In its reconsideration of the case, Decision 1189, the Judicial Council noted that it does not make findings of facts nor “resolve disputed factual issues,” and it could only base its judgments on the official Baltimore-Washington Annual Conference minutes.

Actions by the 2008 General Conference “made significant changes in the leave processes governing changes in conference relations,” and the council found that Schol did not refer an administrative complaint regarding Smith to the conference board of ordained ministry, as required. The conference was instructed to comply fully with the terms of the council’s previous decision.

“We cannot make a determination about … legislative language on which the 2008 Discipline is silent.”

“Deviations from disciplinary process fall below acceptable standards of fair process, even when undertaken in good faith or for the sake of convenience or efficiency,” the decision said.

In a concurring opinion, Gray noted that the “candid admissions” made by conference officials during the reconsideration “are worthy of respect” but not a substitute “for adherence to disciplinary process.”

The 2008 Book of Discipline allows the bishop and district superintendents to request an involuntary leave of absence without the consent of a clergy member by presenting the member and the conference’s board of ordained ministry with specific reasons for the request in writing. The involuntary leave can be requested when a written or signed complaint is not resolved within 120 days and is referred by the bishop as an administrative complaint, the council said.

Since Judicial Council issued Decision 1156, it “has become painfully apparent” that some members in the church superintendency are not making the required referral of an administrative complaint, the new decision said.

The court is encouraging all annual conferences and boards of ordained ministry to review such cases since 2008, to “ensure that full and fair process” was followed.

Philippines reconsideration

The Judicial Council denied several requests for reconsideration of previous decisions related to the handling of a complaint against a bishop in the Philippines Central Conference and questions regarding the 2010 session of the Middle Philippines Annual Conference.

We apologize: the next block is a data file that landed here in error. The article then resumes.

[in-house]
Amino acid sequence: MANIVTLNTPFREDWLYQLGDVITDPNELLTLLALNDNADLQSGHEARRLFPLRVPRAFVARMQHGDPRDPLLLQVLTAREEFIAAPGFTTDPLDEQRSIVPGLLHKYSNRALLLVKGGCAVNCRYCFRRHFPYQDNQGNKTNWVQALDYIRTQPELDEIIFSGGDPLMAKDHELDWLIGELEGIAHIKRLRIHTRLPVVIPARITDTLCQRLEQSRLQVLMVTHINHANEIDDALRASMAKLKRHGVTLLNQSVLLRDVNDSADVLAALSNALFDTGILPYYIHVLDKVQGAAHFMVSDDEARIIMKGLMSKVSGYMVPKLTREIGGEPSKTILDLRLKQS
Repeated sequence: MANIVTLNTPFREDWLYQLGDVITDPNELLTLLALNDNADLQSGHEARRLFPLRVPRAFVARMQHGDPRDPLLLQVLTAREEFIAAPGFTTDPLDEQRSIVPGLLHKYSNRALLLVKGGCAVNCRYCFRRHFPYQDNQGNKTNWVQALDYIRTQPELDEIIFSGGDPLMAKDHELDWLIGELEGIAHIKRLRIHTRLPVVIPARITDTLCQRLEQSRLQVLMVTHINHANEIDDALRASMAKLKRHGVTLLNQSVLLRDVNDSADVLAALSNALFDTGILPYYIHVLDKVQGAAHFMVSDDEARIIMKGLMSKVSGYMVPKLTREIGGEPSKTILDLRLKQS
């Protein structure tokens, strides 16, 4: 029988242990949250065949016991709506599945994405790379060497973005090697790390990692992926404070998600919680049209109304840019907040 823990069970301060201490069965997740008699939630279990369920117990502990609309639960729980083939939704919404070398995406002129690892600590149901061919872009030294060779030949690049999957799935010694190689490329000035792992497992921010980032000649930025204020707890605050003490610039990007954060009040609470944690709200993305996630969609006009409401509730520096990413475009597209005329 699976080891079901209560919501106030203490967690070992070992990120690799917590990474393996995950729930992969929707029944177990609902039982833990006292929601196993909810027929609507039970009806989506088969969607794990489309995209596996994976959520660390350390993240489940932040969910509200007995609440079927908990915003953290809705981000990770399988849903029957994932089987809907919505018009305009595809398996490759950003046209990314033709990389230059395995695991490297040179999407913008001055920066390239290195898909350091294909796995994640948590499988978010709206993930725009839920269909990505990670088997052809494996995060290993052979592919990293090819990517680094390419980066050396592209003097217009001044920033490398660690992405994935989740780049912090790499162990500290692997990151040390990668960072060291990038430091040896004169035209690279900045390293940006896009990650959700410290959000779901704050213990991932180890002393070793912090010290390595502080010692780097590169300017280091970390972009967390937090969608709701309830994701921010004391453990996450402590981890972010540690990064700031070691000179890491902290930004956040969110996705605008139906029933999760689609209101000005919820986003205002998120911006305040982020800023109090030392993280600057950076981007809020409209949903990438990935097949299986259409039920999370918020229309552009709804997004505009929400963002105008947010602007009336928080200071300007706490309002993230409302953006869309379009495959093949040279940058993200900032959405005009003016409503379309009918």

One of the requests concerned Decision 1162, which asked for a reconsideration of a previous ruling, in which the council affirmed a decision of law by Bishop Daniel Arichea upholding the validity of the Feb. 22-25, 2010, Middle Philippines Annual Conference session at Wesleyan University in the Philippines.

A concurring opinion in Memorandum 1183 on the denial of reconsideration of Decision 1162 voiced concern over the fact Bishop Lito Tangonan has been suspended six times since December 2009 during an internal dispute within the Philippines church.

“We do not have a complete record of all of the matters in regard to those suspensions, but from the information we have requested and received, it is not clear that fair process has been adequately provided,” the opinion said.

Because of “the lack of a complete record in regard to the suspensions,” the Judicial Council does not “have authority to address this matter any further,” the opinion stated.

Six council members signed the concurring opinion: Henry-Crowe, Brown, Mahle, Beth Capen, William B. Lawrence and Jay Arthur Garrison, lay alternate.

Other decisions

In other decisions made at the April meeting, the Judicial Council said in Memorandum 1186 that it had no jurisdiction in a matter related to the process of discontinuing a member of the California-Pacific Conference.

In Memorandum  1188, the council reviewed two decisions of law related to the Rev. Edward Paup regarding the constitutional right of a clergy person to trial. The decisions, made by Denver Area Bishop Elaine Stanovsky during the 2010 Rocky Mountain Annual Conference, were vacated.

Full decisions from the April Judicial Council meeting, Nos. 1182-1189, can be found here.

*Bloom is a United Methodist News Service multimedia reporter based in New York. Follow her at http://twitter.com/umcscribe.

News media contact: Linda Bloom, New York, (646) 369-3759 or newsdesk@umcom.org.